Greek Islands Guide

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The Greek island of Patmos is the northernmost of the main islands in the Dodecanese island chain. There is no airport on the island but it can be reached via ferries from Piraeus about 160 nautical miles away, as well as from many of the other islands in the Dodecanese. This small island with its long complicated coastline is rich in natural beauty, and is a popular tourist destination, with some holidaymakers returning year after year.

Skala is the islands capital and largest settlement on Patmos. The town boasts a charming harbour and a good selection of shops, bars, cafes and taverna's. Sights worth a visit include the remains of an ancient acropolis, the church of Agia Paraskevi of Cavos, which dates from the 17th century, and the convent of Zoodochos Pigi. Located in the bay is the small island of Petrokaravo, which is easily reached via local boats.

Chora is a village originating from medieval times, that surrounds the Byzantine Monastery of Saint John. Made up of whitewashed houses built in the Aegean style, it has its own small community, that is amply serviced with a fine selection of shops, bars and taverna's. Chora is considered to be the heart of the island and has become a popular attraction. From the village, it is possible to walk down to the port by way of an old donkey path.

The Monastery of Saint John the Divine, also known as the Monastery of Saint John the Theologian, is an Orthodox monastery with a fortress-like appearance, that dominates this part of the island. The monastery is a complicated mix of interconnecting courtyards, chapels, stairways, arcades, galleries and roof terraces. Contained in its walls are fragments from an ancient temple of Artemis which was destroyed during the 11th century. The main chapel is simply superb, as is an adjoining chapel which has on display a number of frescos that date from the 12th century. The Treasury houses a collection of religious icons, including an unusual mosaic icon of Agios Nikolaos, plus a parchment that granted the island to Khristodhoulos, which dates from the 11th century.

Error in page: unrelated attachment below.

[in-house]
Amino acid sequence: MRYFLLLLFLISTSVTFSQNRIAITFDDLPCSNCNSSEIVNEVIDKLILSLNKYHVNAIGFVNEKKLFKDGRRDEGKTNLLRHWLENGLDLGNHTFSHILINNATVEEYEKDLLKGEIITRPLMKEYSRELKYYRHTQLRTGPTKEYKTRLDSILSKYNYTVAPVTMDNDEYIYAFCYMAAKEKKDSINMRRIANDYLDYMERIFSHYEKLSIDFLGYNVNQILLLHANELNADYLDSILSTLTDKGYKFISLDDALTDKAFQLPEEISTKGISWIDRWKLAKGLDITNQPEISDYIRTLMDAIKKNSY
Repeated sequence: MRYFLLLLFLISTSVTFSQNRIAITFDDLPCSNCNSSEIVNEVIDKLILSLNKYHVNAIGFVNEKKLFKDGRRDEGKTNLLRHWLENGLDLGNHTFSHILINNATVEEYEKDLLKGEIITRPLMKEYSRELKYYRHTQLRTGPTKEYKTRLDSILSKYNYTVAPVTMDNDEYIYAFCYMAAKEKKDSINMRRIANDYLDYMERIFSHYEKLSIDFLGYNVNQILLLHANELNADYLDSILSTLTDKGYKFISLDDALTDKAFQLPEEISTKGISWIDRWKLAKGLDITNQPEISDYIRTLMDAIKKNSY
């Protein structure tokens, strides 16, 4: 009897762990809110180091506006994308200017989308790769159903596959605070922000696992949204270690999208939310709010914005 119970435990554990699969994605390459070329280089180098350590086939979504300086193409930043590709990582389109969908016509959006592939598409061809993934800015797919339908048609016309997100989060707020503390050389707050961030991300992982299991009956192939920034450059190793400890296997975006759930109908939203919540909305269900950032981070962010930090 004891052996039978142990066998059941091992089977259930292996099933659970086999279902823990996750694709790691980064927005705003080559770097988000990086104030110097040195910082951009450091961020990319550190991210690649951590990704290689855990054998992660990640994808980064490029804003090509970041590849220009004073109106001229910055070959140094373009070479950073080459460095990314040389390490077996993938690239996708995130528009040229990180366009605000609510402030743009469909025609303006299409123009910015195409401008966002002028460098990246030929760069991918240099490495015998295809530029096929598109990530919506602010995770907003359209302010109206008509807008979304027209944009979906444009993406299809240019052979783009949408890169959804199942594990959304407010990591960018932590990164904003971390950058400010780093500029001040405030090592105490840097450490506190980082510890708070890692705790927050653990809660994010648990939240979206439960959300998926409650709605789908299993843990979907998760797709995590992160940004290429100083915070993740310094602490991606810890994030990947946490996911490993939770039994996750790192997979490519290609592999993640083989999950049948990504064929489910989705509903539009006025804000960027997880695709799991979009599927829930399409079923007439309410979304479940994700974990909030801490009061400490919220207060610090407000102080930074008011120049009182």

Patmos 5Considered by many as being the most important site on the island is the Cave of the Apocalypse, the entrance to which is part of a monastery complex of whitewashed buildings situated between Chora and Scala. It is claimed that it is here where Saint John wrote the "Apocalypse", one of the most important texts from eschatological literature. The first building in the complex, is the chapel of Saint Anna chapel, which was built, according to tradition, in 1088 by Saint Christodoulos. In the first part of the 17th century Bishop Gregory, of Caesaria founded and built the monastery. Around 1800 Makarios Kalogeras annexed the original buildings and added some new ones. Today the complex is looked after by the monks who keep them in excellent condition.

Patmos 6The Cave of the Apocalypse is 4 metres deep and tours are given by one of the monks from the monastery, who will point out to visitors a cross engraved in the wall which it is claimed was the work of Saint John himself. Also pointed out will be a crack in the rock where John was supposed to have heard a voice that encouraged him to write the Apocalypse. Also here is the place where Saint John slept. In fact the Apocalypse was written by John in conjunction with a number of other other ecclesiastical authors.

Agriolivadi, is a long popular beach, with shade supplied by the trees that back on to it. Watersports are available within season, and there are a couple of taverna;s to supply refreshments. Agriolivadi is within a reasonable walking distance from Scala, but can also be easily reached by taking a taxi or the local bus.

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